Gimbels To Sell 7 Area Stores Deal Concluded With N.y. Firm

Posted: June 18, 1986

Gimbels, one of Philadelphia's most venerable retailers, is all but certain to vanish from the area following the announcement yesterday that seven local stores will be sold.

The chain's owner, Batus Inc. of Louisville, Ky., announced plans to sell 10 Gimbels stores - including seven of the nine Gimbels outlets in Philadelphia and its suburbs - to Allied Stores Corp. of New York. The deal, which is subject to federal approval, is valued at between $150 million and $175 million.

The companies had been negotiating since early this year, when Batus announced that it would sell all of its 36 Gimbels stores throughout the nation as part of a major corporate restructuring. Batus acquired the Gimbels stores in 1973, only to see the chain lose its competitive edge to newcomers such as Bamberger's.

Nine of the 10 Gimbels stores purchased will be converted to Allied's chain of Stern's department stores, said Allied spokesman Orren F. Knauer. Included in that list are the seven Philadelphia-area stores, plus two New York stores, in Yonkers and Garden City. The 10th Gimbels, in Lancaster, Pa., will become part of Allied's chain of Pomeroy's stores, Knauer said.

The remaining two Gimbels stores in the Philadelphia area, the Upper Darby and Cheltenham stores, could simply be closed. Batus spokesman Gene Russell said the two stores, which employ a total of about 300 people, would close for inventory at the end of business tomorrow. In about a week, both will reopen for major sales, he said.

"Then at the end of 12 weeks, the Upper Darby store will close. Period," Russell said. "The Cheltenham store will continue to operate for an indefinite period after the 12 weeks."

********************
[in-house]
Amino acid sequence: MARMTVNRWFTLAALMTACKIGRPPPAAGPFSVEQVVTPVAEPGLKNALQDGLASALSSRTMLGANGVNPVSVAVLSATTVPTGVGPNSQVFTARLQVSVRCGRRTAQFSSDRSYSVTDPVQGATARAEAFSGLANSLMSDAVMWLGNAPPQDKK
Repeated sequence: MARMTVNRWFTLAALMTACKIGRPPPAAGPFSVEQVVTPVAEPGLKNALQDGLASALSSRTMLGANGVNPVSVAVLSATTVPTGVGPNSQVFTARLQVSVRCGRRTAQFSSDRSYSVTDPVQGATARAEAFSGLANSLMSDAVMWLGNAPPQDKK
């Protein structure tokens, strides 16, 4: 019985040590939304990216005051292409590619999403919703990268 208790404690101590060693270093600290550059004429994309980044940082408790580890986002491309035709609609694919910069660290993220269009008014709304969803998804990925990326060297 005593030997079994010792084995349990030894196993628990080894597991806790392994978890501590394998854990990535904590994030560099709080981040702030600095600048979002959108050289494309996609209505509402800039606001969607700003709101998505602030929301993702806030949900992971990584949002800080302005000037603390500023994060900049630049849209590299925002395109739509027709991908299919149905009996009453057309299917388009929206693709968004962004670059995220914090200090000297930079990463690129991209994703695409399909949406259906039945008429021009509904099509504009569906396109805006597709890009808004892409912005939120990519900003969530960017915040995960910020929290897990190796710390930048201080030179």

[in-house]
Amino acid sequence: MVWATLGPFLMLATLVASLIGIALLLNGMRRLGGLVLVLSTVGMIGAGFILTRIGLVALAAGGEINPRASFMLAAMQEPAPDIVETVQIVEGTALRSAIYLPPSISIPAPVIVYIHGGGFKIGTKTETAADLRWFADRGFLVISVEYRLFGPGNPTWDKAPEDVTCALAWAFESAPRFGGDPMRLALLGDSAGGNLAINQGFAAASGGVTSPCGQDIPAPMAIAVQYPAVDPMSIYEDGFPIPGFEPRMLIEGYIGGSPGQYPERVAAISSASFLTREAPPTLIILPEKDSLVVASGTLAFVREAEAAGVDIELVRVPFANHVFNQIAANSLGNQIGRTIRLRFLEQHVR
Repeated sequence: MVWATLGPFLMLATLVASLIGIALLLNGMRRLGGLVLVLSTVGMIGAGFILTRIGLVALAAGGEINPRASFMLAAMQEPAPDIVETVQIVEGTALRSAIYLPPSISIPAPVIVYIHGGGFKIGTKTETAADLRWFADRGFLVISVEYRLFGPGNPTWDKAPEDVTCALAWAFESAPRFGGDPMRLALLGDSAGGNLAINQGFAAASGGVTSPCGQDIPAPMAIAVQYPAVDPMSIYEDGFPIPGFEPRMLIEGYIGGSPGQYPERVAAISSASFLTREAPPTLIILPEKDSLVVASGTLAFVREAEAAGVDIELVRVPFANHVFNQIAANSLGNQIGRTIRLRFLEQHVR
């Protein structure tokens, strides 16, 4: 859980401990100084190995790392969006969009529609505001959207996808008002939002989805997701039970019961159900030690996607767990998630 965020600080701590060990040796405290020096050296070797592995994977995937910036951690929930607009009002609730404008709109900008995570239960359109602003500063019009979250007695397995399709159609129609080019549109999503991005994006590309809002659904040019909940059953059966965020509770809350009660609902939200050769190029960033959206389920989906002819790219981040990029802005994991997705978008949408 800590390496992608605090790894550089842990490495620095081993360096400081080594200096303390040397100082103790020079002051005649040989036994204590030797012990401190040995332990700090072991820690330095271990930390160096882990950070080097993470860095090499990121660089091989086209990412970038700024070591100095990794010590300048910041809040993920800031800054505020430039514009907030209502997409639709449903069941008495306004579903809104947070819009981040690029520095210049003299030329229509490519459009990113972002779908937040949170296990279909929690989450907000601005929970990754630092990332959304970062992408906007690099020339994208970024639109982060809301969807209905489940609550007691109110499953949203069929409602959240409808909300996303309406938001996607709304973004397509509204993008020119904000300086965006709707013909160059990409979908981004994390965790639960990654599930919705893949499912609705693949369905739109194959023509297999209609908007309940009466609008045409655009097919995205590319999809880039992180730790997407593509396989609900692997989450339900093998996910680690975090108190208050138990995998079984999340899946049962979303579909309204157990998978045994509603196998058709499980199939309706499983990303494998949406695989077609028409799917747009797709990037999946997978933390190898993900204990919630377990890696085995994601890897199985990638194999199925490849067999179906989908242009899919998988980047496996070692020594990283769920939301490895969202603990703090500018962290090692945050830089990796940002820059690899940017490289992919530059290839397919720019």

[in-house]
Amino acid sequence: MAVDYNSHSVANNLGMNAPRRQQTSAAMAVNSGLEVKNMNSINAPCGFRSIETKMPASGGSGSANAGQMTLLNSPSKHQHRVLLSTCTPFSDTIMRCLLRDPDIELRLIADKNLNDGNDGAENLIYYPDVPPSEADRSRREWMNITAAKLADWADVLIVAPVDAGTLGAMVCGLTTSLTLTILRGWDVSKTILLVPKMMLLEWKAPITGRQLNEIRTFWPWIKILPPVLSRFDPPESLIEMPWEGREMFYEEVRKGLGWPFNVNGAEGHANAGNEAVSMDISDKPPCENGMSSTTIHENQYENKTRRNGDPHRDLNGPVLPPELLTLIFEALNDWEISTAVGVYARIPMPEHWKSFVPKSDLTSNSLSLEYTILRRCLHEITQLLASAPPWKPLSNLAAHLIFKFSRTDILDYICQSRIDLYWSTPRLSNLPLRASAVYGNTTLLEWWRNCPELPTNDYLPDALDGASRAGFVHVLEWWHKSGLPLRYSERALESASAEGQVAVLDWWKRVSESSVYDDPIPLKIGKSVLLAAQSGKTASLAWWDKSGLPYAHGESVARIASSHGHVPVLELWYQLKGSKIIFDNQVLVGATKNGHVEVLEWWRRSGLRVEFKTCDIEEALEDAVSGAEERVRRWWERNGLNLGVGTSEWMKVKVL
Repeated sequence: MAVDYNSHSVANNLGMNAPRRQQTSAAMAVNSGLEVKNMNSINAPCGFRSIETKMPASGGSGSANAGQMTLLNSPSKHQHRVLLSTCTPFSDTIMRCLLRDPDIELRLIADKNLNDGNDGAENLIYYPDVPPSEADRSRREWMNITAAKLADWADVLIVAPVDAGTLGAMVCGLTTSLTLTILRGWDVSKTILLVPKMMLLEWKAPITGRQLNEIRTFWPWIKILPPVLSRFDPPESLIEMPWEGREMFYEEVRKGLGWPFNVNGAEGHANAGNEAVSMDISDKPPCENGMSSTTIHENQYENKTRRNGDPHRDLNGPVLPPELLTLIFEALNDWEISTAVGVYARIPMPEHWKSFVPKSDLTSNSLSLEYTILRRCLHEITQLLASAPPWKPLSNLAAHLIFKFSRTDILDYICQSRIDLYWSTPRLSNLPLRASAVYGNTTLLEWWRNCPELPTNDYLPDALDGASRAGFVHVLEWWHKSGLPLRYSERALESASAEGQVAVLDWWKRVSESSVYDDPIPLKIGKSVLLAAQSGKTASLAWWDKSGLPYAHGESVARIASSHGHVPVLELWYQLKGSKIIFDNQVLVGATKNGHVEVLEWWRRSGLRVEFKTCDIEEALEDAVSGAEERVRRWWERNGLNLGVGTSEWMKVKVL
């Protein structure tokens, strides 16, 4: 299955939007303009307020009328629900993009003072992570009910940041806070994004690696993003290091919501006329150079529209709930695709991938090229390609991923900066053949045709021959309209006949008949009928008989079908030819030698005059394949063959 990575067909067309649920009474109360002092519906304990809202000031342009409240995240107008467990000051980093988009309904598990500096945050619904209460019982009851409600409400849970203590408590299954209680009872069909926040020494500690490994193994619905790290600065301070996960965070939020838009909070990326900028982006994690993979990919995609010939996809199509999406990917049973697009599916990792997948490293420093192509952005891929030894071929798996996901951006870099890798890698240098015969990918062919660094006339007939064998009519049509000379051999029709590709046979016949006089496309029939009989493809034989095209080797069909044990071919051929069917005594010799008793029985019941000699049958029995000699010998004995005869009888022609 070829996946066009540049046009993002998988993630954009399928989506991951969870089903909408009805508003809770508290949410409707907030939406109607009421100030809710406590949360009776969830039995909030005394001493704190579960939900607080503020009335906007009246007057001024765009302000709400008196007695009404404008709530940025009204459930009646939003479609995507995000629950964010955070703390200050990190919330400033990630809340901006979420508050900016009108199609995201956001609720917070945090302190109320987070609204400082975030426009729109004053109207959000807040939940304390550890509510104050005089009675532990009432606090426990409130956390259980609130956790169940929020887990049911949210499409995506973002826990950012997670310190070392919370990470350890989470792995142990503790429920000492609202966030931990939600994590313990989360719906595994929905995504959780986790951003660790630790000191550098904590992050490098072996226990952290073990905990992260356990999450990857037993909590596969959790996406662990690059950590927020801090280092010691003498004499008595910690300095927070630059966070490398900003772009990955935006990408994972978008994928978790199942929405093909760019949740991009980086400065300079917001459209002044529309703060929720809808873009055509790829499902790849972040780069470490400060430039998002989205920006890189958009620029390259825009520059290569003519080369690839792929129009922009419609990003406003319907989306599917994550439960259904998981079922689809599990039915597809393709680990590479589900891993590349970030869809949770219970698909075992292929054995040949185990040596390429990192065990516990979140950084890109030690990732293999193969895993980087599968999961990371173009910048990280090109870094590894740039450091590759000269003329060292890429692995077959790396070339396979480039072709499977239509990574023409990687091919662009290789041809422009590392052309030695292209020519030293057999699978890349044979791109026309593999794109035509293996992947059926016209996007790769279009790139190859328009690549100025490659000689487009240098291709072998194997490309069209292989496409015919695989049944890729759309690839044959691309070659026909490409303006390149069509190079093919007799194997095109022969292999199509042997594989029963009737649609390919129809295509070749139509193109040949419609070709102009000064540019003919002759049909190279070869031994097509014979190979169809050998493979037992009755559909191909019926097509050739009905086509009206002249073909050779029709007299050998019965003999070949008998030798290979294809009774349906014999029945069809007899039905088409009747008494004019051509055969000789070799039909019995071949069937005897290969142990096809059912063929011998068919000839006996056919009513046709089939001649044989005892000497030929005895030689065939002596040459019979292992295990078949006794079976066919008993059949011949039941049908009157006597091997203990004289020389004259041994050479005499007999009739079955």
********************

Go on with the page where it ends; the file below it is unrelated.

Russell said Batus was continuing to seek a buyer for the Cheltenham store. Although Russell would not comment on the store's fate if a buyer is not found, retail analysts said the store would almost certainly be shut.

One clerk at the Upper Darby store said employees had feared such news.

"We could see it coming," said the clerk, who declined to give her name. ''As soon as we heard that they had canceled the orders for fall merchandise, we knew something was happening."

Russell said Batus would provide severance pay, counseling and placement services for those workers, as well as for workers at the other seven Gimbels stores who are not offered jobs at the new Stern's stores.

In all, the seven Gimbels stores that are to become Stern's stores employ about 2,000 people. The stores are located at the Gallery in Center City, the Roosevelt Mall, the King of Prussia Plaza, the Oxford Valley Mall in Langhorne, the Granite Run Mall near Media and at the Echelon and Moorestown

Malls in South Jersey.

Allied's Knauer could not say how many of the 2,000 workers would be offered jobs.

"The people who work at those stores will be given every opportunity to work at the new Stern's stores," he said. "But there will be places, like at the central location, where we don't want duplication."